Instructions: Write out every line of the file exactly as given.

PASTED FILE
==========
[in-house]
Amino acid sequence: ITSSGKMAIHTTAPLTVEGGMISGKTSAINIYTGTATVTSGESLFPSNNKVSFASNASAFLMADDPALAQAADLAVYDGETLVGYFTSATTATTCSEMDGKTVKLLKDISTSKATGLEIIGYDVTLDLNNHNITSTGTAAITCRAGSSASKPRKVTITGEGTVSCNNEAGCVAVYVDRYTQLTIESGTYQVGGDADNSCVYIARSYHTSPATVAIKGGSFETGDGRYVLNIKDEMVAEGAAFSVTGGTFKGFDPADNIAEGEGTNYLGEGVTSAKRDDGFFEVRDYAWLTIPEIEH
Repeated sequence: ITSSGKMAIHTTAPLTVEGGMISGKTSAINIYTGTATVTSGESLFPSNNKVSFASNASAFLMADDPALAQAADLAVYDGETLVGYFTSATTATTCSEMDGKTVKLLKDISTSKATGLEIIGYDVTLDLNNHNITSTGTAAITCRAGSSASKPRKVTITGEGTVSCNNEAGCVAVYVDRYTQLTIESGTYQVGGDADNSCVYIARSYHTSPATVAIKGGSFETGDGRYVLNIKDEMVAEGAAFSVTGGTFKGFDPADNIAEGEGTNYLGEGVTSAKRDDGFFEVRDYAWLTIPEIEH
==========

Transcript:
[in-house]
Amino acid sequence: ITSSGKMAIHTTAPLTVEGGMISGKTSAINIYTGTATVTSGESLFPSNNKVSFASNASAFLMADDPALAQAADLAVYDGETLVGYFTSATTATTCSEMDGKTVKLLKDISTSKATGLEIIGYDVTLDLNNHNITSTGTAAITCRAGSSASKPRKVTITGEGTVSCNNEAGCVAVYVDRYTQLTIESGTYQVGGDADNSCVYIARSYHTSPATVAIKGGSFETGDGRYVLNIKDEMVAEGAAFSVTGGTFKGFDPADNIAEGEGTNYLGEGVTSAKRDDGFFEVRDYAWLTIPEIEH
Repeated sequence: ITSSGKMAIHTTAPLTVEGGMISGKTSAINIYTGTATVTSGESLFPSNNKVSFASNASAFLMADDPALAQAADLAVYDGETLVGYFTSATTATTCSEMDGKTVKLLKDISTSKATGLEIIGYDVTLDLNNHNITSTGTAAITCRAGSSASKPRKVTITGEGTVSCNNEAGCVAVYVDRYTQLTIESGTYQVGGDADNSCVYIARSYHTSPATVAIKGGSFETGDGRYVLNIKDEMVAEGAAFSVTGGTFKGFDPADNIAEGEGTNYLGEGVTSAKRDDGFFEVRDYAWLTIPEIEH